The Man in the Red Coat is at once a fresh and original portrait of the French Belle Epoque – its heroes and villains, its writers, artists and thinkers – and a life of a man ahead of his time. Witty, surprising and deeply researched, the new book from Julian Barnes illuminates the fruitful and longstanding exchange of ideas between Britain and France, and makes a compelling case for keeping that exchange alive.

Julian Barnes

Julian Barnes was born in Leicester, England on January 19, 1946. He was educated at the City of London School from 1957 to 1964 and at Magdalen College, Oxford, from which he graduated in modern languages (with honours) in 1968.

After graduation, he worked as a lexicographer for the Oxford English Dictionary supplement for three years. In 1977, Barnes began working as a reviewer and literary editor for the New Statesman and the New Review. From 1979 to 1986 he worked as a television critic, first for the New Statesman and then for the Observer.

Barnes has received several awards and honours for his writing, including the 2011 Man Booker Prize for The Sense of an Ending. Three additional novels were shortlisted for the Man Booker Prize (Flaubert’s Parrot 1984, England, England 1998, and Arthur & George 2005). Barnes’s other awards include the Somerset Maugham Award (Metroland 1981), Geoffrey Faber Memorial Prize (FP 1985); Prix Médicis (FP 1986); E. M. Forster Award (American Academy and Institute of Arts and Letters, 1986); Gutenberg Prize (1987); Grinzane Cavour Prize (Italy, 1988); and the Prix Femina (Talking It Over 1992).

Barnes was made a Chevalier de l’Ordre des Arts et des Lettres in 1988, Officier de l’Ordre des Arts et des Lettres in 1995 and Commandeur de l’Ordre des Arts et des Lettres in 2004. In 1993 he was awarded the Shakespeare Prize by the FVS Foundation and in 2004 won the Austrian State Prize for European Literature.

In 2011 he was awarded the David Cohen Prize for Literature. Awarded biennially, the prize honours a lifetime’s achievement in literature for a writer in the English language who is a citizen of the United Kingdom or the Republic of Ireland. He received the Sunday Times Award for Literary Excellence in 2013 and the 2015 Zinklar Award at the first annual Blixen Ceremony in Copenhagen.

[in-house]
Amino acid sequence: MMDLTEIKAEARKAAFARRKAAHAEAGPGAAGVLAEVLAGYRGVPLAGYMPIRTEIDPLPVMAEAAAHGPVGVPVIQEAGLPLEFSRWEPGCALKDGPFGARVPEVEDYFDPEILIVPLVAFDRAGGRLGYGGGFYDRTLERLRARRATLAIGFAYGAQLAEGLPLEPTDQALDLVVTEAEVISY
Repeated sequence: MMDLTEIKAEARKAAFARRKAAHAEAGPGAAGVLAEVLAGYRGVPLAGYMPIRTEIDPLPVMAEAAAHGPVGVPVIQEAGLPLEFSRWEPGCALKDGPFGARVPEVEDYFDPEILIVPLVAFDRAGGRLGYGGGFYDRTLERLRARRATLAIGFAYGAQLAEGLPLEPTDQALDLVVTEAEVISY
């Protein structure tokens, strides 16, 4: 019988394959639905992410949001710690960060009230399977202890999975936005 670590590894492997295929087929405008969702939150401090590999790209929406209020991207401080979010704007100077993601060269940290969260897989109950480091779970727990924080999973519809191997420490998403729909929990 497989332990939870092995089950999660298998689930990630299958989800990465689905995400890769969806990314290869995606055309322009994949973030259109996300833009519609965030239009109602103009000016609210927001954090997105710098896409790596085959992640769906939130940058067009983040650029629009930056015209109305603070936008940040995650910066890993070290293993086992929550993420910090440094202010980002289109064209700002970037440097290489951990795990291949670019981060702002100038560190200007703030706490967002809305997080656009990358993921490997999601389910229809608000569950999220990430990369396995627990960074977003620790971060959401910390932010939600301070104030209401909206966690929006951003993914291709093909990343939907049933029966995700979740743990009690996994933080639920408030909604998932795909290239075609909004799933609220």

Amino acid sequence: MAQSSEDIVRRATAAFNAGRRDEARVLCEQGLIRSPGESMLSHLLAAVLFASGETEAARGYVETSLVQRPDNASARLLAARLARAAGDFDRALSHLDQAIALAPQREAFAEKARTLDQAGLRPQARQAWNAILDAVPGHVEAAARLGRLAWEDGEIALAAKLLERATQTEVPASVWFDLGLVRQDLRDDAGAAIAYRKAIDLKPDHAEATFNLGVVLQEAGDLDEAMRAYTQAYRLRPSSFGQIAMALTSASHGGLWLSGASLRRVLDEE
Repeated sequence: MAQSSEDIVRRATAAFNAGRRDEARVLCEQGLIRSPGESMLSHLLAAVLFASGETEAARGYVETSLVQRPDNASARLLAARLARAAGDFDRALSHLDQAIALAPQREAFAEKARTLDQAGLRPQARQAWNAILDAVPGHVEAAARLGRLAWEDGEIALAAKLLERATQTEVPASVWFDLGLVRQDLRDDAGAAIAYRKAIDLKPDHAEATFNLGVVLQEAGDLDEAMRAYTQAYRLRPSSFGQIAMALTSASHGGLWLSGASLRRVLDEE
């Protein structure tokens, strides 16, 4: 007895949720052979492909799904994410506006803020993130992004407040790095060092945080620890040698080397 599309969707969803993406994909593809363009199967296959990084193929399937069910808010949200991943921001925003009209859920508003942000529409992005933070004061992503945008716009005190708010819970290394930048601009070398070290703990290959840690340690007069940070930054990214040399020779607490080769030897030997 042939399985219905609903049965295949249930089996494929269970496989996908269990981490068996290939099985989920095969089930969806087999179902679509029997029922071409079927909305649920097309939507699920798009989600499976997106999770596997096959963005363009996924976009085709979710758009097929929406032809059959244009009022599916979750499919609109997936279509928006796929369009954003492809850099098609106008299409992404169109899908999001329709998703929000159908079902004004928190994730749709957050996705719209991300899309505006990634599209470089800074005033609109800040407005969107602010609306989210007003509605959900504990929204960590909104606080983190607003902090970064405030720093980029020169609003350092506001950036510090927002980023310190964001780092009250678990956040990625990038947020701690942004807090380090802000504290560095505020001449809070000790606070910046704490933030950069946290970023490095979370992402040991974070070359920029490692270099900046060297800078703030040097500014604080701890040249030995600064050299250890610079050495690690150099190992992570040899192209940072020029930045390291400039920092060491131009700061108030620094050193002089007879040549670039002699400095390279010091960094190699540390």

In 2016, the American Academy of Arts & Letters elected Barnes as an honorary foreign member. Also in 2016, Barnes was selected as the second recipient of the Siegfried Lenz Prize for his outstanding contributions as a European narrator and essayist. On 25 January 2017, the French President appointed Julian Barnes to the rank of Officier in the Ordre National de la Légion d’Honneur.

The citation from the French Ambassador in London, Sylvie Bermann, reads: ‘Through this award, France wants to recognize your immense talent and your contribution to raising the profile of French culture abroad, as well as your love of France.’ He was awarded the 2021 Jerusalem Prize and the 2021 Yasnaya Polyana Prize, the latter for his book Nothing to Be Frightened Of. Also in 2021, he was awarded the Jean Bernard Prize, so named in memory of the great specialist in hematology who was a member of the French Academy and chaired the Academy of Medicine.

Julian Barnes has written numerous novels, short stories, and essays. He has also translated a book by French author Alphonse Daudet and a collection of German cartoons by Volker Kriegel. His writing has earned him considerable respect as an author who deals with the themes of history, reality, truth and love.The Man in the Red Coat is his last book.

Barnes lives in London.

Reading this book contributed to these challenges: 

A Non-Fiction a Month